Medically-indicated late-preterm infants had lower scores in the Apgar test at 1 minute, but these differences were no longer observed at minute 5. Mean value of umbilical artery pH was also similar in both study groups. With regard to neonatal outcome, we found comparable frequency rates between groups for all morbidities analysed in the study, and no significant differences in admission to NICU were either noticed. 34.9% and 46.8% of infants in the spontaneous and medically-indicated groups, respectively, presented at least one neonatal complication (p=0.172). Table 2 illustrates these results. Neonatal morbidities more frequently observed in both groups were respiratory complications and neonatal jaundice. However, the occurrence of these morbidities significantly decreased with advancing gestational age at birth: 46.4% of infants born at 34 weeks presented respiratory difficulties, but only 11.7% of infants born at 36 weeks developed this complication; 28.6% of infants born at 34 weeks presented neonatal jaundice, compared to 7.8% of infants born at 36 weeks (data not shown in tables).

Obstetric complications, antenatal corticosteroid treatment, gestational age at delivery, mode of delivery and birth weight were included in the multivariate regression analysis to further assess respiratory morbidity among late-preterm infants. The only variable significantly associated with respiratory morbidity in this model was gestational age at delivery, and the association was the highest at 34 weeks (OR=6.54; CI: 2.37-18.11) (data not shown in tables).

Table 2. Neonatal results of the spontaneous and medically-indicated late-preterm infants

 

Neonatal results

Spontaneous

Late Preterm

(n = 83)

Medically-Indicated

Late Preterm

(n = 62)

p value

Male sex

31 (37.3)

34 (38.4)

1.0

Birth weight, ga

2625 ± 356

2438 ± 534

0.008b

Apgar ≤ 7 at 1 minute, n (%)

4 (4.9)

12 (19.7)

0.011b

Apgar ≤ 7 at 5 minutes, n (%)

0 (0)

2 (3.3)

0.180

Umbilical artery pH a

7.24 ± 0.07

7.21 ± 0.1

0.222

Admission to NICU

29 (34.9)

29 (46.8)

0.172

Respiratory morbidity, n (%)

12 (14.5)

15 (24.2)

0.195

Need for respiratory support

10 (12)

11 (17.7)

0.351

Jaundice, n (%)

13 (15.7)

7 (11.3)

0.478

Phototherapy treatment, n (%)

15 (18.1)

11 (17.7)

1.0

SGA, n (%)

6 (7.2)

11 (17.7)

0.068

Excessive weight loss, n (%)

2 (2.4)

3 (4.8)

0.651

Central nervous system morbidity, n (%)

2 (2.4)

0 (0)

0.507

Infectious morbidity, n (%)

1 (1.2)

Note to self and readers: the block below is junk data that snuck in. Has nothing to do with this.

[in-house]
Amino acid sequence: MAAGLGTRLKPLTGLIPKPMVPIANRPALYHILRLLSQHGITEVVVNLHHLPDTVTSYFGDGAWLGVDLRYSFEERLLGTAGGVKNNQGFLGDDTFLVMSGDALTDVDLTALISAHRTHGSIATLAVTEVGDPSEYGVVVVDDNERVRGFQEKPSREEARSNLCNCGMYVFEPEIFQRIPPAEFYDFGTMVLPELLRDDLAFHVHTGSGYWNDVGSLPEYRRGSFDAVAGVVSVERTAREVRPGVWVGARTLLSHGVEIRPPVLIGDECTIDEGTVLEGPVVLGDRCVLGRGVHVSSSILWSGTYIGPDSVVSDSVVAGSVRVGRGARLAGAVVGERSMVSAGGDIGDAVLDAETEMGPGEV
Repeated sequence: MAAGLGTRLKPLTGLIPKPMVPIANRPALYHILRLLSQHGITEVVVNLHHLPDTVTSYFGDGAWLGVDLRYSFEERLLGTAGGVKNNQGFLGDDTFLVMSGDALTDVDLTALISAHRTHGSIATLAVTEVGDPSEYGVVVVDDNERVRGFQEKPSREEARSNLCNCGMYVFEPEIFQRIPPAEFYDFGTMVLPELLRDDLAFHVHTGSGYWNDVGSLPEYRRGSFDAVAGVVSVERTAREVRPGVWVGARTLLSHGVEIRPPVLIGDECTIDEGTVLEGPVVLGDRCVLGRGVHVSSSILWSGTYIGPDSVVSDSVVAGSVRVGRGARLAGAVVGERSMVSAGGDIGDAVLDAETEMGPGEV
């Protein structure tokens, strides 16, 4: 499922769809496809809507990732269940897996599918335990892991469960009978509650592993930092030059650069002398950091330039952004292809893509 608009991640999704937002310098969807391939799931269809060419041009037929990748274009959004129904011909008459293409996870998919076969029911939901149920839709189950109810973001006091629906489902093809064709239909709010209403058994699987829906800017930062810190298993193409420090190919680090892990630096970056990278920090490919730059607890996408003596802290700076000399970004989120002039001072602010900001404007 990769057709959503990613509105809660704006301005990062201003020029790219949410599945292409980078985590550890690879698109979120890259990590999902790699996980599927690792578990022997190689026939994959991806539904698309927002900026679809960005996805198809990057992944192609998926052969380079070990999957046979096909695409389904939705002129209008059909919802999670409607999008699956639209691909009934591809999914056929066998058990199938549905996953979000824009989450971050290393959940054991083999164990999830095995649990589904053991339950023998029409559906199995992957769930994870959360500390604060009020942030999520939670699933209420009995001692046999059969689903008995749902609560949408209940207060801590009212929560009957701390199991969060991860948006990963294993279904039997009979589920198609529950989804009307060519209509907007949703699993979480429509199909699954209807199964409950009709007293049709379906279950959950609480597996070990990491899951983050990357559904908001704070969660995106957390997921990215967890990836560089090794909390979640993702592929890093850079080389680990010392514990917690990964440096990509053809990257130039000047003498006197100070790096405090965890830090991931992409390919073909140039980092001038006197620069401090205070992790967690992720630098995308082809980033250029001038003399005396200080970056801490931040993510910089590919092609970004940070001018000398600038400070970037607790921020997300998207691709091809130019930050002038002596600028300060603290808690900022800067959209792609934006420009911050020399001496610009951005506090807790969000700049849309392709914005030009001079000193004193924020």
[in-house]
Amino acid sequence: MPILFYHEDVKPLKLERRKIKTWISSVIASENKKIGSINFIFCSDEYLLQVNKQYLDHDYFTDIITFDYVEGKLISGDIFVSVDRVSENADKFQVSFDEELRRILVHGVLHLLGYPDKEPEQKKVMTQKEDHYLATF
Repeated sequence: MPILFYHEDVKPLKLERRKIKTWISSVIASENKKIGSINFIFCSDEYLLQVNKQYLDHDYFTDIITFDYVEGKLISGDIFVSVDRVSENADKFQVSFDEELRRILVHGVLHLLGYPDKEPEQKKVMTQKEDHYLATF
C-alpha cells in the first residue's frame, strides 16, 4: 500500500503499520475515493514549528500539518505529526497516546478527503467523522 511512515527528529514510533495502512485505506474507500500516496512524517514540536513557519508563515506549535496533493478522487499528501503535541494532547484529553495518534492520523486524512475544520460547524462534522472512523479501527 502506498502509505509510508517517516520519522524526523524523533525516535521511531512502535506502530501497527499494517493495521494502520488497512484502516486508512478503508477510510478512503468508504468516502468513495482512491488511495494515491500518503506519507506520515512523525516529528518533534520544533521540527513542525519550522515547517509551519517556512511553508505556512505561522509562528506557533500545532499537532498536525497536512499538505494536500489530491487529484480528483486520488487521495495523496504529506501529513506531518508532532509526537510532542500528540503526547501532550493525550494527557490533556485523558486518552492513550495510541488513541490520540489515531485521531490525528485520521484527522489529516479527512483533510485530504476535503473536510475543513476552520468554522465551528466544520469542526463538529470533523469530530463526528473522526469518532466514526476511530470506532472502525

5 (8.1)

0.084

Other, n (%)

2 (2.4)

8 (12.9)

0.019b

Composite neonatal outcome,  n (%)

29 (34.9)

29 (46.8)

0.172

Length of hospital stay a

5.2 ± 4.7

8.4 ± 8.1

0.001b

Readmission to hospital, n (%)

5 (6)

0 (0)

0.071

aData are given as mean ± SD

bp < 0.05

Length of hospital stay was significantly longer in medically-indicated late-preterm births than in spontaneous late-preterm births (8.4 days vs 5.2 days, p=0.001). As for readmission to hospital, no differences were found between groups, but all cases occurred in the spontaneous group (6% vs 0%, p=0.071). Indications for readmission were mainly neonatal jaundice and infectious complication.

Discussion

Previous studies have shown that late-preterm infants have more neonatal complications than term infants [8-10]. Even infants born at term (between 37 0/7 weeks and 42 0/7 weeks) have heterogenous results, with poorer outcomes at 37 weeks compared to 39 or 40 weeks [16]. It has thus been advised that the definition of term pregnancy should be redefined [17,18], and the risks of prematurity at the late-preterm period have mainly been attributed to a physiologic immaturity of several organ systems [19].

In our study, we found that spontaneous and medically-indicated late-preterm infants were at similar risk for neonatal morbidity, regardless to the higher rate of obstetric complications observed in the medically-indicated group. This contrasts with previous studies suggesting that the underlying cause for prematurity might be responsible for the higher rate of morbidities observed in some of these infants, such as IUGR infants [20]. This suggests that, even though the subjacent cause for prematurity has probably an influence on neonatal outcome at this stage of gestation, prematurity itself is the most important risk factor for morbidity among these infants. Pregnancy-related complications might have a more important role at lower gestational ages.